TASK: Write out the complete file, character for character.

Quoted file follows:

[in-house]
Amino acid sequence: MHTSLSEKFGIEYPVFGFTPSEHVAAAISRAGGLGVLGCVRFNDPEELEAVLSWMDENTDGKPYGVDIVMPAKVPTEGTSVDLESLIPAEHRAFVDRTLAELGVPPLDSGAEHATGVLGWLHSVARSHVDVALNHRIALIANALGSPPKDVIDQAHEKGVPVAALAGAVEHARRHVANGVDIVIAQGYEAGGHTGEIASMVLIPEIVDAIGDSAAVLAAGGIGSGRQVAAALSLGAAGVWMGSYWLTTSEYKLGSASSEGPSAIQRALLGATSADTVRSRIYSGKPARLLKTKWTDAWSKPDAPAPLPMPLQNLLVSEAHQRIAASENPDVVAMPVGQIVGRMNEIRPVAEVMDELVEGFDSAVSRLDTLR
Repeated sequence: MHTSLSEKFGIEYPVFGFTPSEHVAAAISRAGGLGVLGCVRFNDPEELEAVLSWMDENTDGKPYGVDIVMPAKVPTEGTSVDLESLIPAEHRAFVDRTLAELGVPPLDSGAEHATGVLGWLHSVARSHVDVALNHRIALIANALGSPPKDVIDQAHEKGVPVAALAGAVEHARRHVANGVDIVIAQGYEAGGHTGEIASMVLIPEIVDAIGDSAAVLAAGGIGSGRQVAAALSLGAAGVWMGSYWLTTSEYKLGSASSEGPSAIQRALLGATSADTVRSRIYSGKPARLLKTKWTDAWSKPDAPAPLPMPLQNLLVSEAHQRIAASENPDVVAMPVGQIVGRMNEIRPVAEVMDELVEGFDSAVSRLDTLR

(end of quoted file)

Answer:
[in-house]
Amino acid sequence: MHTSLSEKFGIEYPVFGFTPSEHVAAAISRAGGLGVLGCVRFNDPEELEAVLSWMDENTDGKPYGVDIVMPAKVPTEGTSVDLESLIPAEHRAFVDRTLAELGVPPLDSGAEHATGVLGWLHSVARSHVDVALNHRIALIANALGSPPKDVIDQAHEKGVPVAALAGAVEHARRHVANGVDIVIAQGYEAGGHTGEIASMVLIPEIVDAIGDSAAVLAAGGIGSGRQVAAALSLGAAGVWMGSYWLTTSEYKLGSASSEGPSAIQRALLGATSADTVRSRIYSGKPARLLKTKWTDAWSKPDAPAPLPMPLQNLLVSEAHQRIAASENPDVVAMPVGQIVGRMNEIRPVAEVMDELVEGFDSAVSRLDTLR
Repeated sequence: MHTSLSEKFGIEYPVFGFTPSEHVAAAISRAGGLGVLGCVRFNDPEELEAVLSWMDENTDGKPYGVDIVMPAKVPTEGTSVDLESLIPAEHRAFVDRTLAELGVPPLDSGAEHATGVLGWLHSVARSHVDVALNHRIALIANALGSPPKDVIDQAHEKGVPVAALAGAVEHARRHVANGVDIVIAQGYEAGGHTGEIASMVLIPEIVDAIGDSAAVLAAGGIGSGRQVAAALSLGAAGVWMGSYWLTTSEYKLGSASSEGPSAIQRALLGATSADTVRSRIYSGKPARLLKTKWTDAWSKPDAPAPLPMPLQNLLVSEAHQRIAASENPDVVAMPVGQIVGRMNEIRPVAEVMDELVEGFDSAVSRLDTLR